Background: Preoperative preparation of children to alleviate the stress and anxiety related to surgery is an important aspect of balanced anesthesia care, it can not only affect the smoothness of induction and emergence from anesthesia but also the emotional and psychological make-up of the child, considering the pharmacological profile, midazolam is widely considered to be the ideal premedicant. The purpose of our prospective randomized observer-blinded study is to compare the effect of midazolam through oral and intranasal routes and determine the safer, more effective, and acceptable route by children.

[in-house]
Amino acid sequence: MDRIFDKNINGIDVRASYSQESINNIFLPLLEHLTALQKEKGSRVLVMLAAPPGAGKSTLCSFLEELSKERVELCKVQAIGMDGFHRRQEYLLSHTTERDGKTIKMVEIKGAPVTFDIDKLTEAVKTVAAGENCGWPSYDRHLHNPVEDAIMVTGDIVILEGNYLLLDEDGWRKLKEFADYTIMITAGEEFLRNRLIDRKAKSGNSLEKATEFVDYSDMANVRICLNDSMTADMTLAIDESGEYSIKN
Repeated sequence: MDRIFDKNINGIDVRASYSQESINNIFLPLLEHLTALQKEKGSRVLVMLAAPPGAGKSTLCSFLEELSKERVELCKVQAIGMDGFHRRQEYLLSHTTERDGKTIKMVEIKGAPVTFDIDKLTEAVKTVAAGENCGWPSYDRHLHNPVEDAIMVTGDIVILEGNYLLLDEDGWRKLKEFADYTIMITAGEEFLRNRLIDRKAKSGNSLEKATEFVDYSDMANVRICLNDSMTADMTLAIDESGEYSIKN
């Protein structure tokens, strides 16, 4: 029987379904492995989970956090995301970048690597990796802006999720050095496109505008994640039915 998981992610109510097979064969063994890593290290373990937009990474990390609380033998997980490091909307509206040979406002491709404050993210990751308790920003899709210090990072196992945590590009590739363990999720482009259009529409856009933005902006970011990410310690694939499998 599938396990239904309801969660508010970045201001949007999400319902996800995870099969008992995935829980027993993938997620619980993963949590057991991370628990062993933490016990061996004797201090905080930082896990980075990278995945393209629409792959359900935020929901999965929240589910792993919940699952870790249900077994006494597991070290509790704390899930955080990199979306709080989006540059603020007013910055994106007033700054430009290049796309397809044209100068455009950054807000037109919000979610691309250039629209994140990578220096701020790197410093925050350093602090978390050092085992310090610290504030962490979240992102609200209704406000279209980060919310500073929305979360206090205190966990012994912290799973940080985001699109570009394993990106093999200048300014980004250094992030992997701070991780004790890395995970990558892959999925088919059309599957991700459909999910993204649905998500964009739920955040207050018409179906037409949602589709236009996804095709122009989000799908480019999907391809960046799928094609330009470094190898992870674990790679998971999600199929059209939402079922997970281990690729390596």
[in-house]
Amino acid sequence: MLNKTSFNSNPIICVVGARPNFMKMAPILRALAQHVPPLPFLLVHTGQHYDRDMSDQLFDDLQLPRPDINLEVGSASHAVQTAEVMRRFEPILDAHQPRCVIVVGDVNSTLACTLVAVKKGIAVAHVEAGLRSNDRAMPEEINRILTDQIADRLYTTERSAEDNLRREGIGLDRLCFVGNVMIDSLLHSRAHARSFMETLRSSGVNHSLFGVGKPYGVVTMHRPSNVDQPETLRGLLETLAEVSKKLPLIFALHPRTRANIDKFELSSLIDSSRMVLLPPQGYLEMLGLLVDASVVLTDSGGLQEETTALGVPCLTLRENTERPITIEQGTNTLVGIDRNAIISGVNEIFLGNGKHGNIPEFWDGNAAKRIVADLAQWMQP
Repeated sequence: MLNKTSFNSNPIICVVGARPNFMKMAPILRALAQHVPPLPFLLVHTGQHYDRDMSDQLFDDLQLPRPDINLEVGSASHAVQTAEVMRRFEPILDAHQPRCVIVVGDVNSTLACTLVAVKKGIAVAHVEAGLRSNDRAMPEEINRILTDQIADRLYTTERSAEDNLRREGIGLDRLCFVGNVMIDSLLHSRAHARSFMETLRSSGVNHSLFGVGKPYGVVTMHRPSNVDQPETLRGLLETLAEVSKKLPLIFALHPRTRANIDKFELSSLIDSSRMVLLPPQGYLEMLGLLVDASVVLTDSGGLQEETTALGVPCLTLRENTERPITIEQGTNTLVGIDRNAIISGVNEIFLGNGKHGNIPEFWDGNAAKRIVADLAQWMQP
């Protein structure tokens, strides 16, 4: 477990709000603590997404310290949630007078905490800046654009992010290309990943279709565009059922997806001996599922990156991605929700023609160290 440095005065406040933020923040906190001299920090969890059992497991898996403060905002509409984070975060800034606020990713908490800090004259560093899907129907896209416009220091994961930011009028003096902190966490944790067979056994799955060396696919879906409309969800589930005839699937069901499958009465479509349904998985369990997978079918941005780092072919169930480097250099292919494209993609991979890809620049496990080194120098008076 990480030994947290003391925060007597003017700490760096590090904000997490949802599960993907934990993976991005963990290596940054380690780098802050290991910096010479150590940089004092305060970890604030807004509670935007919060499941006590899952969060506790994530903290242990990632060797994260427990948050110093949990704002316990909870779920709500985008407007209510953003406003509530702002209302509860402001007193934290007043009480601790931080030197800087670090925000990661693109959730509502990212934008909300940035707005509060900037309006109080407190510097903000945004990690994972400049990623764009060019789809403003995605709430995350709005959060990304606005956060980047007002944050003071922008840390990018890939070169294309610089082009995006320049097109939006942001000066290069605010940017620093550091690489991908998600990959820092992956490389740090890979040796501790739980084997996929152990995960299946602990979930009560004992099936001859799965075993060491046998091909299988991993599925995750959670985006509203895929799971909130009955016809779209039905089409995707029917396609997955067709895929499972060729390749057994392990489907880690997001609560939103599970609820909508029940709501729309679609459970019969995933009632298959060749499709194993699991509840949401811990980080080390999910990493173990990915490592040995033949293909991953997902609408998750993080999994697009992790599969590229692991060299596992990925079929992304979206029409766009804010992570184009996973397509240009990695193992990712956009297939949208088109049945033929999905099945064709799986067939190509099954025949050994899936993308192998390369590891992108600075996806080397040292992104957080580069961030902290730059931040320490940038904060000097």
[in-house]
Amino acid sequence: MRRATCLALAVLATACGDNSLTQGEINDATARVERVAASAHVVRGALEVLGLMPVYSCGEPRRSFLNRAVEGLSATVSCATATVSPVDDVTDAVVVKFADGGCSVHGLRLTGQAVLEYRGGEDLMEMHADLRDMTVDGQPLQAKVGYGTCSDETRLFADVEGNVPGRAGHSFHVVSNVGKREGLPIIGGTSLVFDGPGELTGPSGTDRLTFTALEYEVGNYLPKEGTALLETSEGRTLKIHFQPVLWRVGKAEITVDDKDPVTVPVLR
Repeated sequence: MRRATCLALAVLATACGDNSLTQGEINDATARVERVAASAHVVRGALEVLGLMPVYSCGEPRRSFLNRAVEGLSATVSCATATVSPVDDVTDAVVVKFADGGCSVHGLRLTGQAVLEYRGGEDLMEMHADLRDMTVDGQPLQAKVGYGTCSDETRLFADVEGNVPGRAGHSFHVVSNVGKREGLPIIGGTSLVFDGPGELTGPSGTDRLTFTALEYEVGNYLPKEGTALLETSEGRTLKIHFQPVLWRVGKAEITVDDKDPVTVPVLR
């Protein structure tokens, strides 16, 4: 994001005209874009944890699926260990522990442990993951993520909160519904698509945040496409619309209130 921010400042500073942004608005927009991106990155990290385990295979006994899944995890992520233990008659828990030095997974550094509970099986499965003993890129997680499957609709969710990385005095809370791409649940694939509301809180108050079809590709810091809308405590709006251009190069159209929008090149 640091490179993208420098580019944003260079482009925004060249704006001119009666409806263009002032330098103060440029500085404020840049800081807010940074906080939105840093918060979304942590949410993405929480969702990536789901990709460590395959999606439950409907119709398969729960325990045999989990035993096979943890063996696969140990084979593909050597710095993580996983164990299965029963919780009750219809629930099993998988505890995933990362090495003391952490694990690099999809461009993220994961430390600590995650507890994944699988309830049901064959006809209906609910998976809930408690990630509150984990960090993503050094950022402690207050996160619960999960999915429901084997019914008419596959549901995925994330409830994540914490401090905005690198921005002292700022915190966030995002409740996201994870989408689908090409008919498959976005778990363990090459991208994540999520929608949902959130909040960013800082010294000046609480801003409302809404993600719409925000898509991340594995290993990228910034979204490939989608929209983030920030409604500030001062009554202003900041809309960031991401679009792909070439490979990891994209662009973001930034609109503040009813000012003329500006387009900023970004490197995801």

Subjects and Methods: Sixty patients aged 2–8 years, belonging to the American Society of Anesthesiologist I and II undergoing various surgeries were randomized into two groups of 30 each. Group O received 0.5 mg/kg of oral midazolam syrup, and Group N received 0.2 mg/kg of midazolam intranasal spray. Hemodynamic variables, sedation scores, ease of parental separation, and mask acceptance at the time of induction were studied.
Results: Onset of sedation was shorter and the sedation scores were higher in intranasal group, separation from parents and acceptance to mask were satisfactory but statistically insignificant in both the groups. There was no statistical difference in hemodynamic parameters, and no major adverse effects were seen in either group.Conclusion: Both oral and intranasal midazolam are safe and effective as sedative premedication in children.